How they feel facing the technology? -kids feeling towards the technology
How they will cooperate with others? -cooperation ability
Are they willing to communicate? -communication ability
Will they feel fun when they play the game? -gameplay experience
Shift attention from making section to the whole learning experience.
Because of the shutdown rules, we were not allowed to conduct the playtest at Assemble Maker Space. The only thing we can do is online playtest which is hard for our physical part. So our team decided to shift our iteration strategy to overcome this situation. This change led our team became more thoughtful for our whole experience design.
For the online playtest, we developed a web-based game gain more playtest data of the game which shared the same feature with Ardunio game but controlled by the keyboard. We did several playtest with families and kids virtually through zoom. By delivering our stuff to the kids, I gained direct feedbacks from kids.
- User scenario change: Kids & Caregivers at home during the quarantine.
- Multiplayer or single player: depends on the age and capability of the kids.
- Pre-fabricated Arduino core: leave the room for kids to assemble and decorate controller.
- Target audience: Ideally ages 9-12, but open to 6-13 based on playtesting availability
remote playtest and iteration
Learning through making and playing.
John is an 11-years old boy participated in our last remote playtest, he showed a high interest in our game experience and offered a lot of positive feedbacks after playtest. Here are some recording videos of the remote playtest. With the guidance of his father, he was able to build up the controller and play by himself.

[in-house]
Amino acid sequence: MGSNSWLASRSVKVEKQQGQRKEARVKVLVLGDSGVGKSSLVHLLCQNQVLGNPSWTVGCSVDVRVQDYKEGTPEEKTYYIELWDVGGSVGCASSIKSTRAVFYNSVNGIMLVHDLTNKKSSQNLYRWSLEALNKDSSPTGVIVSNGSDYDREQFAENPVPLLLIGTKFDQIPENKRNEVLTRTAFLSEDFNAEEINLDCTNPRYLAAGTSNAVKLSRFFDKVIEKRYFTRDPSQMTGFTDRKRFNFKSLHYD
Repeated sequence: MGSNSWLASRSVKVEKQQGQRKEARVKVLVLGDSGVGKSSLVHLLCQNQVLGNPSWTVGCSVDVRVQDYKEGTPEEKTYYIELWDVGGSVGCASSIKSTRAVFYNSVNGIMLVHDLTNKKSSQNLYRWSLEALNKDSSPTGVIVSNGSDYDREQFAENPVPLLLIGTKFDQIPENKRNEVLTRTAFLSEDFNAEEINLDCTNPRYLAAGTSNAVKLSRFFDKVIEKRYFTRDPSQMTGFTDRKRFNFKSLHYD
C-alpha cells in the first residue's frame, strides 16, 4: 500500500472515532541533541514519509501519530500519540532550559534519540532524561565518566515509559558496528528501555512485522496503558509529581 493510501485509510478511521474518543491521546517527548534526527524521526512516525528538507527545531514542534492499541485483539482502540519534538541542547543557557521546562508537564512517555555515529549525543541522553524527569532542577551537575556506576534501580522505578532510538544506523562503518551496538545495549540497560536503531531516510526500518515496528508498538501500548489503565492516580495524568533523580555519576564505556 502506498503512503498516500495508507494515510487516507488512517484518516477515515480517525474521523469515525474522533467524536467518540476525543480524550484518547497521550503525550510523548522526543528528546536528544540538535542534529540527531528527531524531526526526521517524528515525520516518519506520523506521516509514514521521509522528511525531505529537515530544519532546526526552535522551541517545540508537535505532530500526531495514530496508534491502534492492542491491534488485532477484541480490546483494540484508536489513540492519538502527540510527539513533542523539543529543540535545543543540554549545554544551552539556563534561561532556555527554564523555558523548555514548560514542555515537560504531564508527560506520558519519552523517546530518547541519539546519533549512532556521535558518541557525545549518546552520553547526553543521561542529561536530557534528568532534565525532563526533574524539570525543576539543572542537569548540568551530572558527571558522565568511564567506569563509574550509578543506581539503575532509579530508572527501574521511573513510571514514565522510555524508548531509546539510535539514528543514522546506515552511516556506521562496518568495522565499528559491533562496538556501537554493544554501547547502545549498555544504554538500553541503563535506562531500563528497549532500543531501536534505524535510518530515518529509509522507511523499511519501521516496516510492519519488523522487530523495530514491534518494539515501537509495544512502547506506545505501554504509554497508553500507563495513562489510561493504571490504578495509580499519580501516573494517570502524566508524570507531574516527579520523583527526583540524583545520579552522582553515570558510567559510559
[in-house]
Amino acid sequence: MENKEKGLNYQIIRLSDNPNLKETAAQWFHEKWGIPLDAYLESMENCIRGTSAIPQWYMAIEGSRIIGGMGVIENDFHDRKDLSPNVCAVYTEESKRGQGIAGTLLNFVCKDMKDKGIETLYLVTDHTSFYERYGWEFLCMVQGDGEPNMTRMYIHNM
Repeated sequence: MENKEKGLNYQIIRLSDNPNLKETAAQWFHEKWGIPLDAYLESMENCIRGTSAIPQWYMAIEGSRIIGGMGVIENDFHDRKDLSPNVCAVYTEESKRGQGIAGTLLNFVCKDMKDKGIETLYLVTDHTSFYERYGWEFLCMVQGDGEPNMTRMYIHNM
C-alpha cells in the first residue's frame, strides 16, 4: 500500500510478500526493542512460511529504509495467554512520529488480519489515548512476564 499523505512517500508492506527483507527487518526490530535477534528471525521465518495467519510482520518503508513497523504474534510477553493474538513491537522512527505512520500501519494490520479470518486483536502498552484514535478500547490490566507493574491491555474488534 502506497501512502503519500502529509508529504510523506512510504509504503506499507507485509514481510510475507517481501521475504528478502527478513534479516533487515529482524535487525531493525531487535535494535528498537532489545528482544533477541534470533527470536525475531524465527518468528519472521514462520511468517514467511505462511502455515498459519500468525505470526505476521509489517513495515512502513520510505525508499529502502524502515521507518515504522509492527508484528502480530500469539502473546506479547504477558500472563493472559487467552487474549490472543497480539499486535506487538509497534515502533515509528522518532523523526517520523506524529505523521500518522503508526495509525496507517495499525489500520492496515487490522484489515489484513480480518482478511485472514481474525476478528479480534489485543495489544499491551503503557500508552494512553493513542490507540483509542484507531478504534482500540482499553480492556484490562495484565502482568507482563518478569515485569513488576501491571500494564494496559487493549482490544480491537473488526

Learning through making and playing.
The whole learning experience is divided into three parts. Kids can get familiar with the game when they use the keyboard and mouse to play the game; then kids feel free to explore the Arduino and sensor when making the controller. At last, kids can challenge themselves by play repeatedly while figuring the most effective controller construct way.
Improvement of learning experience
The importance of testing section.
Faced with new things, children always have a strong desire to explore. When they just get the Arduino sensor, they are eager to understand how the components work, how to interact, and the impact on the game. Therefore, we provided the test section as the opportunity to explore and try. Kids can assign different sensors with different functions, testing the usability of the controller in different combinations. Ideally, Kids can figure out the most efficient and easy-to-use sensor combination. During this process, the kids learned the STEAM knowledge and problem-solving ability.
Importance of storytelling
Create the motivation of making controller through storytelling.
In order to make the whole learning experience more engaging and interesting, I designed the game graphic and story. The story could be a meaningful motivation for kids to make their own controllers.
This is a story about the submarine caption and five magic sailors. The story background is about saving the under see city Atlantis.
Created some "WOW" moments by showing the character in the submarine during gameplay.
I designed the characters based on the characteristics of the sensors to keep the story coherent throughout the whole game experience.
Analyzed the data from the survey and online playtest to make
the data-driven design.
The only method to conduct quantitative analysis is gathering data through surveys and online playtest. By analyzing those data, our team is able to find the direction of iteration.
(Data from Unity Analytics)
(Data from online playtest survey)